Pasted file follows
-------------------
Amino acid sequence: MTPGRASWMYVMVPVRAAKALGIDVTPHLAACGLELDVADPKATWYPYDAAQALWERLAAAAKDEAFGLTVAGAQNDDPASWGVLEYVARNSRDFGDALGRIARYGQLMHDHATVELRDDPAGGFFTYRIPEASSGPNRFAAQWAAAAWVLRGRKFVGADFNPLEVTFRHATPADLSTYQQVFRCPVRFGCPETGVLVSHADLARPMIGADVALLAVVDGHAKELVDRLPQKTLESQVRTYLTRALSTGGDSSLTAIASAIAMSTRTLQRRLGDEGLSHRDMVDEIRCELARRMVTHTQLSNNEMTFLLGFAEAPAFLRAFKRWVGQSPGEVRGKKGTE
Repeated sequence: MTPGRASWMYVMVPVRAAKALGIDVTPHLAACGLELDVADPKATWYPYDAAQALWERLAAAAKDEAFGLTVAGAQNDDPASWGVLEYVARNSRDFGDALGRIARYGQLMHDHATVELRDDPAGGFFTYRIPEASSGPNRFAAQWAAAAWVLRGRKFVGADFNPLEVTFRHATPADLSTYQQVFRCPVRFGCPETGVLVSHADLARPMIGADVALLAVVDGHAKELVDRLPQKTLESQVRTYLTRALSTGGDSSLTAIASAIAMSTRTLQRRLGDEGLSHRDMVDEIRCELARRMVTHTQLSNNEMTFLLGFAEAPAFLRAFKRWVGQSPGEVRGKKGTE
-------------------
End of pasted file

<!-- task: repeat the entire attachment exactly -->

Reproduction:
Amino acid sequence: MTPGRASWMYVMVPVRAAKALGIDVTPHLAACGLELDVADPKATWYPYDAAQALWERLAAAAKDEAFGLTVAGAQNDDPASWGVLEYVARNSRDFGDALGRIARYGQLMHDHATVELRDDPAGGFFTYRIPEASSGPNRFAAQWAAAAWVLRGRKFVGADFNPLEVTFRHATPADLSTYQQVFRCPVRFGCPETGVLVSHADLARPMIGADVALLAVVDGHAKELVDRLPQKTLESQVRTYLTRALSTGGDSSLTAIASAIAMSTRTLQRRLGDEGLSHRDMVDEIRCELARRMVTHTQLSNNEMTFLLGFAEAPAFLRAFKRWVGQSPGEVRGKKGTE
Repeated sequence: MTPGRASWMYVMVPVRAAKALGIDVTPHLAACGLELDVADPKATWYPYDAAQALWERLAAAAKDEAFGLTVAGAQNDDPASWGVLEYVARNSRDFGDALGRIARYGQLMHDHATVELRDDPAGGFFTYRIPEASSGPNRFAAQWAAAAWVLRGRKFVGADFNPLEVTFRHATPADLSTYQQVFRCPVRFGCPETGVLVSHADLARPMIGADVALLAVVDGHAKELVDRLPQKTLESQVRTYLTRALSTGGDSSLTAIASAIAMSTRTLQRRLGDEGLSHRDMVDEIRCELARRMVTHTQLSNNEMTFLLGFAEAPAFLRAFKRWVGQSPGEVRGKKGTE